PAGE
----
4 Ways To Put The “Social” In Social Media


Social media is called social media for a reason… because it requires engagement on your part and those you follow or interact with on your social media accounts. Similar to a potluck style party, social media is a place where people can collaborate to something bigger than themselves by bringing something unique and different to the table.

I like to use the “potluck party” comparison because you should treat the people you interact with on social media the way you would treat a new friend you met at a party. For example, if you are a normal, respectable human being the last thing you would do is go up to a new friend you just met and tell them about how great you are without asking them any questions about themselves. Although we have all met people who choose to go that route, they usually aren’t people we want to be friends with once the party is over. The same thing applies to social media: show your followers and your connections that you care, and you could build some life-long rewarding relationships through cyberspace.

In this post, I have provided a short list of how you can put the “social” in social media and some examples of people and companies who are doing social media RIGHT. Here are my 4 tips to get you started:

  1. “Show people you genuinely care, and you can make life-long relationships.”

    Although this tip seems like a no-brainer, it is something that took me years to truly understand. When I was fourteen years old, my mom and I planned an extravagant birthday party, and I bought party hats for 20 people hoping it would be a great day. To my dismay, only three people showed up. I remember crying to my mom in her bathroom, complaining that I didn’t have any friends and that no one cared it was my birthday. It was in that moment that my mom gave me some of the best advice I’ve ever been given, which was: “people care about us AFTER we show them that we care about them first. Don’t expect people to be a best friend to you if you aren’t a friend to them first.”

    All the people I had invited to my birthday party invited me to theirs, but I didn’t show up. I EXPECTED people to do something for me when I hadn’t done anything to show them that I truly appreciated their friendship and wanted them to be my friend. The same thing applies to social media. The true CORE of social media is based on building relationships and becoming interested in other people and what they have to bring to the table. One of the questions I get asked most often is; “how can I get more followers on Twitter?” The answer is simple.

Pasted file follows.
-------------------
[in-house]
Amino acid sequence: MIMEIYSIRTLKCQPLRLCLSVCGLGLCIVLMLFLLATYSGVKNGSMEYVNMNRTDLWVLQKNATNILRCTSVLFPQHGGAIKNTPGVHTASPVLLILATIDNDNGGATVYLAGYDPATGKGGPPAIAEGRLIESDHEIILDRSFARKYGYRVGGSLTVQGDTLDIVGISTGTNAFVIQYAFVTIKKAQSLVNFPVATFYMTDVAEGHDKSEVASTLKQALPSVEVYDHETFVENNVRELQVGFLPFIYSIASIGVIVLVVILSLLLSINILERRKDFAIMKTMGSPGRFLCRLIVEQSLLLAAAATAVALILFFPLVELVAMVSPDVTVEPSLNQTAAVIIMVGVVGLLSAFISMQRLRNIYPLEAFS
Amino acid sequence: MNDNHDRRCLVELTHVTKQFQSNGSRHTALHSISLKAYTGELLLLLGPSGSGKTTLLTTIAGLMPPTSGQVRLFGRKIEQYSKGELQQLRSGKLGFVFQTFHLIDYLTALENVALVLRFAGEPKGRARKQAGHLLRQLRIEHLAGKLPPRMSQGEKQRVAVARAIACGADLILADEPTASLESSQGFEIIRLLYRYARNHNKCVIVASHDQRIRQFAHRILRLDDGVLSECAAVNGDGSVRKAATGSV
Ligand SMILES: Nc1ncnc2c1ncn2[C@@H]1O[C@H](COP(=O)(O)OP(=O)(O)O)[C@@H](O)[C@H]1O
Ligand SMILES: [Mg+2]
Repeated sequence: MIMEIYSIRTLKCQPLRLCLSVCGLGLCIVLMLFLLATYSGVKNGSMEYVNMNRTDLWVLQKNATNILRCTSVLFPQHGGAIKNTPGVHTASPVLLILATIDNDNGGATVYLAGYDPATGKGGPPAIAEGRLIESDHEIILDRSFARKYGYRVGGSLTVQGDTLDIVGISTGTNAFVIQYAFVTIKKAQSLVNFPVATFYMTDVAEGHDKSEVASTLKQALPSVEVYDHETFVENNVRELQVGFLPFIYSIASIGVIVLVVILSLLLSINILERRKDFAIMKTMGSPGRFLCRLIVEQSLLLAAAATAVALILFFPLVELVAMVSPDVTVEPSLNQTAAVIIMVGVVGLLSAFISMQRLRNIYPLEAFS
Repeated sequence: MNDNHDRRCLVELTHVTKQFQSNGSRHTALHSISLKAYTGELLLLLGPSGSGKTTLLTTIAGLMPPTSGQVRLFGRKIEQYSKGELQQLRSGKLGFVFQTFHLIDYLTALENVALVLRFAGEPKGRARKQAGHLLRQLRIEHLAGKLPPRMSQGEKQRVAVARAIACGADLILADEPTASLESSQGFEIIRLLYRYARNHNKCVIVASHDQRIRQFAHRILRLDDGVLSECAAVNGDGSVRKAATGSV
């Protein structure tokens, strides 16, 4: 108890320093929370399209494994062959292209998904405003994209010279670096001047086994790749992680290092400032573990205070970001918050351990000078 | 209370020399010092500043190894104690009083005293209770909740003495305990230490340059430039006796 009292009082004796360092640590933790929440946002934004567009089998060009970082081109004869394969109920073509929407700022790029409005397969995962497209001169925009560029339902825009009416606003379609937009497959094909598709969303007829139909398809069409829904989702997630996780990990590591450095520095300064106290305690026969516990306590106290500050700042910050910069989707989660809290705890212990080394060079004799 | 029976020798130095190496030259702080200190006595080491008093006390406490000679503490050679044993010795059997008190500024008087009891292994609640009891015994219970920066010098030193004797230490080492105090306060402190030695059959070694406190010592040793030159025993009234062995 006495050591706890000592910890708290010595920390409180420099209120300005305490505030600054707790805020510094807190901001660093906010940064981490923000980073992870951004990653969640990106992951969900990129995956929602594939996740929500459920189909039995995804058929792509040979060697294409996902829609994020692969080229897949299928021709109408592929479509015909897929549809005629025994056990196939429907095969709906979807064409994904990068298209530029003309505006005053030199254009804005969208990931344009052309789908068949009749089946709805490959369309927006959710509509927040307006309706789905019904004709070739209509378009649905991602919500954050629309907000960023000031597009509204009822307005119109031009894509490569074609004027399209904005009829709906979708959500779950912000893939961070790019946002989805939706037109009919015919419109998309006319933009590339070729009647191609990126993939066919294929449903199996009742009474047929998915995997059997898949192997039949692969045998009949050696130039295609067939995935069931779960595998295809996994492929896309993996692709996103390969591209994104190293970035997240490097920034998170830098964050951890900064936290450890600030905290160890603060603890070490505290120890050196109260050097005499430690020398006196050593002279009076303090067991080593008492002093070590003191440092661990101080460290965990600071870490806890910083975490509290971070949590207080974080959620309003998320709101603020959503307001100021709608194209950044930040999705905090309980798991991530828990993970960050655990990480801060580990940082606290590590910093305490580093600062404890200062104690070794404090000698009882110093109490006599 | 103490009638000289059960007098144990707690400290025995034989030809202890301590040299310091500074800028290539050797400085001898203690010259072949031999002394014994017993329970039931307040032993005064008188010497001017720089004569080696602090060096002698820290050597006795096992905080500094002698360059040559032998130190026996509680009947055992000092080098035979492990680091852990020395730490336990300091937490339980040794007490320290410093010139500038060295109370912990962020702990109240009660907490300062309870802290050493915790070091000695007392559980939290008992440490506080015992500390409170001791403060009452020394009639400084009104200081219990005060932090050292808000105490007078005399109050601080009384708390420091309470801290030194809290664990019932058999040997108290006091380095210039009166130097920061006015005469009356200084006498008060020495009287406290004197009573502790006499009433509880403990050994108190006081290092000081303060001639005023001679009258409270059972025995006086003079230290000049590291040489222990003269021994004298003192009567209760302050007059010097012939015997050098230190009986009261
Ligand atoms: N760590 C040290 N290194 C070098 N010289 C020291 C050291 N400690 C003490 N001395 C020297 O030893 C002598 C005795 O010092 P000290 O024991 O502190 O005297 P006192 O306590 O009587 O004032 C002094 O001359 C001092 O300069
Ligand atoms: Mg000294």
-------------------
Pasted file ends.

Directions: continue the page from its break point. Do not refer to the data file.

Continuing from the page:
Show a genuine interest in other people and they will want to show a genuine interest in you. Because, let’s be honest, most of us aren’t Kim Kardashian, with our own television show on “E!” We’re just normal people. If you want to build GREAT relationships on Twitter or your other social media accounts, you have to be willing to put yourself out there. If there’s someone on Twitter you admire, tweet them a compliment about their last post or share their blog posts.

    Someone I had a “friend-crush” on for a while was social media rockstar Jenni Hogan (@JenniHogan). I remember seeing her on T.V. and noticing her positive energy –only to find out she was doing amazing things with social media, as well. I followed her on Twitter, and to my surprise, she followed me back. It took me weeks, but I finally got up the courage to send her a message on Facebook telling her how much I admired all of the great things she was doing on social media and in the greater Seattle area. She sent me a friend request, and the rest was history. We’ve been cyber friends ever since.

  2. “Even after you’ve made it big on social media and have LOTS of followers, you still have to contribute.”
    This tip is CRUCIAL to anyone looking to build quality relationships on social media — from social media newbies to celebs with millions of followers. If you want people to respect you and you want to build a broader network, you must participate and continue to show people you care. Big companies sometimes lose valuable customers because they don’t join the conversation on social media, thinking that people want to see promotional posts 24/7. R

    ecently I asked my followers what makes them unfollow someone on Twitter, and with no surprise, most of their responses followed a similar pattern. Most of them DISLIKE promotional posts and frequent retweets. Why? Because they followed you to get to know YOU, not your product, and not the things you like to retweet. A company who contributes well on social media and is one of my personal favorite places to shop, is Nordstrom. To be honest, I would probably still shop at Nordstrom even if they didn’t have a Twitter account because I can’t remember a time when I have received bad customer service. Recently, however, something that has impressed me the MOST about their company is how they interact with their customers on social media. If you browse their Twitter feed, hardly any of their posts are promotional. On several occasions, I have tweeted them and gotten immediate feedback.